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Capture of Saint Martin
Part of the Eighty Years' War
Recuperación de la Isla de San Martín, de las de Barlovento, por don Lope de Hoces.jpg
Spanish capture of Saint Martin by Juan de la Corte (1597-1660), oil on canvas. Naval museum of Madrid
DateJune 1633
LocationSaint Martin Dutch Antilles, Caribbean Sea
Coordinates: 18°01′44″N 63°02′41″W / 18.028967°N 63.044733°W / 18.028967; -63.044733
Result Spanish victory
Saint Martin occupied by the Spanish until the Peace of Westphalia 1648[1]
Dutch Republic United Provinces  Spain
Commanders and leaders
Dutch Republic Jan Claeszoon van Campen Spain Lope de Hoces
24 men-of-war
31 transports
1300 men
Casualties and losses
3 ships captured[2]
77~100 prisoners[3]

Part of the Eighty Years' War, the Capture of Saint Martin was a Spanish naval expedition against the island of Saint Martin occupied by the Dutch Republic and administered as part of the Dutch Antilles. The island, claimed by Spain since Christopher Columbus' second voyage to the West Indies in 1493, lies a few hundred miles east of Puerto Rico. The capture eliminated the presence of Dutch privateers in the island, weakening Dutch privateering and commerce in the Caribbean.


The Spanish reconnaissance revealed that Dutch settlers had a 22-gun fortress covering Sint Maarten's approaches, so admiral Cadereyta sent an emissary ashore from the Spanish flagship Nuestra Señora de Aranzazu, to demand the garrison's surrender.[4] Approximately 150 Dutch defenders and 40 black auxiliaries under Jan Claeszoon van Campen rejected Cadereyta's overture. As a result several Spanish galleons engaged the fortress in a heated fire exchange during which seven Spanish sailors perished while their boats were disembarking.[5] At 2:00 A.M in the next day, 1,000 troops and 300 sailors were set ashore under Vice admiral de Hoces and Maestre de Campo Luis de Rojas y Borgia with who small field cannons. They made an arduous march through the jungle, suffering at least six deaths from heat exhaustion before finally emerging behind the Dutch fortress and storming its walls on 26 June. Musket fire halted them, with de Hoces receiving a crippling wound in his left elbow and side. The Spaniards inaugurated formal siege proceedings, bringing ashore four heavier guns to install in a battery, and then launched another 100-man assault the night of 28 June during which the veteran naval captain Tiburcio Redín was injured.[6]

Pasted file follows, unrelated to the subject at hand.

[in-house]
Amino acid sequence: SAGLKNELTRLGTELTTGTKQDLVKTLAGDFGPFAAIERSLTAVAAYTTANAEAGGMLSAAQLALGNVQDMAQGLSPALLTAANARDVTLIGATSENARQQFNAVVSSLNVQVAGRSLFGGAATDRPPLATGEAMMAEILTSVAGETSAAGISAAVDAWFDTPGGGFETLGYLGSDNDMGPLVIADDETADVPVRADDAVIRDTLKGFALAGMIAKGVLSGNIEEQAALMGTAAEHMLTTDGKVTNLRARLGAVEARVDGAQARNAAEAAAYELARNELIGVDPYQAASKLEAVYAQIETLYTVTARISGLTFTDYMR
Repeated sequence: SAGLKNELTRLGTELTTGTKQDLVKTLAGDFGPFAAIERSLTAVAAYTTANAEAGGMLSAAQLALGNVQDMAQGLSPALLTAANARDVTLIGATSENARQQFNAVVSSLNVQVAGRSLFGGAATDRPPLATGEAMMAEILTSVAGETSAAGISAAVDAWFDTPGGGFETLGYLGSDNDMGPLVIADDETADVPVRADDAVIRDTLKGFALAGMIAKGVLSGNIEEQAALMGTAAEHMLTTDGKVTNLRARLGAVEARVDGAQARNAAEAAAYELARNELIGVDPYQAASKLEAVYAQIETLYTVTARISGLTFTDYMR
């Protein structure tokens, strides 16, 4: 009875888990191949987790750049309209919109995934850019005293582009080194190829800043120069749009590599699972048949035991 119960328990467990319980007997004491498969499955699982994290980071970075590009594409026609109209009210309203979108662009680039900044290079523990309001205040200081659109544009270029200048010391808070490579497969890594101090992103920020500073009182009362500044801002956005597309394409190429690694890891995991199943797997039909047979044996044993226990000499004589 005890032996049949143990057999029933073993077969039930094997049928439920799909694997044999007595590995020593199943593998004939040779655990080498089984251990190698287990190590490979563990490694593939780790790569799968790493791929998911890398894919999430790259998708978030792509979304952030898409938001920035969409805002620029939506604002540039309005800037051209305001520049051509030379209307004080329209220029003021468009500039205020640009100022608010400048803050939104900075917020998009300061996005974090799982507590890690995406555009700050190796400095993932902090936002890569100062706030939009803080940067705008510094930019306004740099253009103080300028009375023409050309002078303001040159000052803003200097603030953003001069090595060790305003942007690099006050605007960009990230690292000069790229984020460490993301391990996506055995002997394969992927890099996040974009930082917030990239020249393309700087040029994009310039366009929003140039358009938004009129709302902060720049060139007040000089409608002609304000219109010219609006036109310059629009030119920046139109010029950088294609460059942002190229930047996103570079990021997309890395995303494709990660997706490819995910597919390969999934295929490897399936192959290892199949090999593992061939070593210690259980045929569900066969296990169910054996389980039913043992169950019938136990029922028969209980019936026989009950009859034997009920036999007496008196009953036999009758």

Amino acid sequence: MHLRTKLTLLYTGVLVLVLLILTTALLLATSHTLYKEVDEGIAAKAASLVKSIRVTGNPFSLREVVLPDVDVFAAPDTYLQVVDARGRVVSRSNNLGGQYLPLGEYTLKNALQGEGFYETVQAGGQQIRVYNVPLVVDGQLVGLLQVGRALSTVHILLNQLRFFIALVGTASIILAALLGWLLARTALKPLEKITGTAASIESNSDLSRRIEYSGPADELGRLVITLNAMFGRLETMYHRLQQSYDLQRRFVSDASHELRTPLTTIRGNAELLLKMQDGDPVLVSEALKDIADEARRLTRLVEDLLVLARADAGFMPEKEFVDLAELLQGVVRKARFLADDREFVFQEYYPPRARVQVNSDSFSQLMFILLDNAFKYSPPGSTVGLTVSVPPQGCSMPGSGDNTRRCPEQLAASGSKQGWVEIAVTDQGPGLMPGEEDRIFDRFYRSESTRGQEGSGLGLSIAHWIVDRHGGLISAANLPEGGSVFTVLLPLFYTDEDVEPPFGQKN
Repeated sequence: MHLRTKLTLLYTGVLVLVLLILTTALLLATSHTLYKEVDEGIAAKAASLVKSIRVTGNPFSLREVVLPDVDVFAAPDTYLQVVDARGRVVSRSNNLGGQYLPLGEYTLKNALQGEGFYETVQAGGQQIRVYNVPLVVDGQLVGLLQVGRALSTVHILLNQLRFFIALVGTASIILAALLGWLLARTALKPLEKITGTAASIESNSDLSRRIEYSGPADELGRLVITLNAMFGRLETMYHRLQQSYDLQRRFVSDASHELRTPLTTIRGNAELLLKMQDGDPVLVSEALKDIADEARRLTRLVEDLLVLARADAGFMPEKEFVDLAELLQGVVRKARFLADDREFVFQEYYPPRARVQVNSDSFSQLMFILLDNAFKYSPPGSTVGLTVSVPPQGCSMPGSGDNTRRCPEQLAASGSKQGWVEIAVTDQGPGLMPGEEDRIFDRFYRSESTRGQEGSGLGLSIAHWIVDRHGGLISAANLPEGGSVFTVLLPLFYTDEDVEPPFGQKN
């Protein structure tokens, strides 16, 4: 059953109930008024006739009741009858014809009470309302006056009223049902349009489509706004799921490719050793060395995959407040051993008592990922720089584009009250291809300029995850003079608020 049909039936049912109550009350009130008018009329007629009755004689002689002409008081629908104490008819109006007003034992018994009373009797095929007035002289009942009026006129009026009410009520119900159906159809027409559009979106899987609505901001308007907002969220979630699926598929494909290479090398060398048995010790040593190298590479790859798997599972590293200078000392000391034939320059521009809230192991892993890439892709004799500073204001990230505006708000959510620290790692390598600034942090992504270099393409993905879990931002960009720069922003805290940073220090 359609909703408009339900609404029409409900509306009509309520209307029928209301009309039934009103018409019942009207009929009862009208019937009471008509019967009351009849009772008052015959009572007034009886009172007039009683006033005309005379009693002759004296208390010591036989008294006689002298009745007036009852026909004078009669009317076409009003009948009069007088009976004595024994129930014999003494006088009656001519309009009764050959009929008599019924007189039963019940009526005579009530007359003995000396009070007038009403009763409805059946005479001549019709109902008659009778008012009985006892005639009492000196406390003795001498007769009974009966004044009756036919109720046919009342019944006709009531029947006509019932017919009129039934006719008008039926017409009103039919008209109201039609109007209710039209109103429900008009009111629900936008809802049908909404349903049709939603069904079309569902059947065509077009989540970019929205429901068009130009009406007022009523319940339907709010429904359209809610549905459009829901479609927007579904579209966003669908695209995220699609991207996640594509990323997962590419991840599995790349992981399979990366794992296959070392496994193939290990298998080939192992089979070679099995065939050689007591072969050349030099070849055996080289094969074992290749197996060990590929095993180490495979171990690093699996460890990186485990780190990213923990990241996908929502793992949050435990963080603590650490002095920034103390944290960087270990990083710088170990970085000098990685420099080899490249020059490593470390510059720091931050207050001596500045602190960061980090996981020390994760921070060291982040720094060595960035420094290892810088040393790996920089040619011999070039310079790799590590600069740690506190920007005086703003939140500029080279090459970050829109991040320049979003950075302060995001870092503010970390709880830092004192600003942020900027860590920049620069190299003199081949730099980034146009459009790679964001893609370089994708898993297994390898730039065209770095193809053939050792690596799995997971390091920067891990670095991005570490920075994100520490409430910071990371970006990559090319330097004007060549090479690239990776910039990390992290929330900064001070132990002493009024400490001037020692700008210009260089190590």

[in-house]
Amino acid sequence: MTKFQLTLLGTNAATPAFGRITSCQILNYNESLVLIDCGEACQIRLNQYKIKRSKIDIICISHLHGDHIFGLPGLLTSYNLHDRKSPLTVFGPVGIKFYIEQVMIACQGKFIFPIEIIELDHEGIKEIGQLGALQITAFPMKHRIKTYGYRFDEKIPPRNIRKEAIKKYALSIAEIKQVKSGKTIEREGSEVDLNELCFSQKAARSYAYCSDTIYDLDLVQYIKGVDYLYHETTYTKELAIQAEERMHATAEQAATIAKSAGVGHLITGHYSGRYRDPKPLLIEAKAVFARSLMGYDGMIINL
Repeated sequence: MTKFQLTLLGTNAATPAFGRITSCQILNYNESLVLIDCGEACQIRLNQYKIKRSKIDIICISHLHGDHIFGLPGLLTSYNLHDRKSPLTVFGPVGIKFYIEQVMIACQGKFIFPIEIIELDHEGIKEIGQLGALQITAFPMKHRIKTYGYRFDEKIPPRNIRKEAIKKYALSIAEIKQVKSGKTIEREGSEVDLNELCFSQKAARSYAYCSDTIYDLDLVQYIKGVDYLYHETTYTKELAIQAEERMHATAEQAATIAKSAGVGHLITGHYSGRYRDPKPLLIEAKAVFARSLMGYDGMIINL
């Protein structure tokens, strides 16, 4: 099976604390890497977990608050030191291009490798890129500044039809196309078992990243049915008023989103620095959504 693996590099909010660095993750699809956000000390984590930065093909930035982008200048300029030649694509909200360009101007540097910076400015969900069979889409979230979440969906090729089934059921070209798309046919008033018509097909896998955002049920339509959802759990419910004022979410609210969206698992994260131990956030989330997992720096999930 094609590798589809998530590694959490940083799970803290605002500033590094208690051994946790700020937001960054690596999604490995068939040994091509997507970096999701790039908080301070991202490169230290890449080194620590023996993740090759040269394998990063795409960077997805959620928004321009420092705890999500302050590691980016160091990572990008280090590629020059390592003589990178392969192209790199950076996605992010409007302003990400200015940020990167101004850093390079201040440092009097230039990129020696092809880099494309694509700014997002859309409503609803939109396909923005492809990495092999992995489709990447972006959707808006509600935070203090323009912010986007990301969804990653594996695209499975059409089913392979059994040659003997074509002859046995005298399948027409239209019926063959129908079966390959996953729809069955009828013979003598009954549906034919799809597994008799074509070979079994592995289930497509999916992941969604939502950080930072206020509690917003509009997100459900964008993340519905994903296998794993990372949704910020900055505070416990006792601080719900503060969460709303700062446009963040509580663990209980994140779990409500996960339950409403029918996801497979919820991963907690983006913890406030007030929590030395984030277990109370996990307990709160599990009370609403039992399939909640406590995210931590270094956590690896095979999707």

On 1 July, a badly wounded van Campen and his 62 Dutch and 15 black survivors requested terms for their surrender, which were granted.

Cadereyta occupied the fortress the next day, deciding to keep it for Spain and strengthen its defenses by adding four 24-pounders, four 18-pound demi-culverins, and five 12-to ten-pounders to its armament, plus a permanent garrison of 250 Spanish soldiers and 50 auxiliaries under Captain Cebrián de Lizarazu.[7] The Spanish fleet then sailed to San Juan de Puerto Rico, arriving with its prisoners and three Dutch prize ships on 13 July. The Spaniards allowed all inhabitants to leave, hoisted the Spanish flag and read a Holy mass of Gratitude in the fort.[8]

Spain formally returned the island to the United Provinces at the Munster peace treaty.[9]


  1. Lane p.70
  2. Marley p.121
  3. Marley p.121
  4. Marley p.120
  5. Marley p.120
  6. Marley p.121
  7. Marley p.121
  8. Hartog p.27
  9. Dewald p.187


  • Lane, E Kris. Pillaging the Empire: Piracy in the Americas 1500-1750. M.E. Sharpe Publishers, ISBN 0-7656-0257-1
  • David F. Marley. Wars of the Americas: A Chronology of Armed Conflict in the New World, 1492 to the Present ABC-CLIO(1998) ISBN 0-87436-837-5
  • Dewald, Jonathan. Europe 1450 to 1789: Encyclopedia of the Early Modern World Publisher:Charles Scribners & Sons(2003) ISBN 0-684-31200-X
  • Hartog, Johannes History of Sint Maarten and Saint Martin

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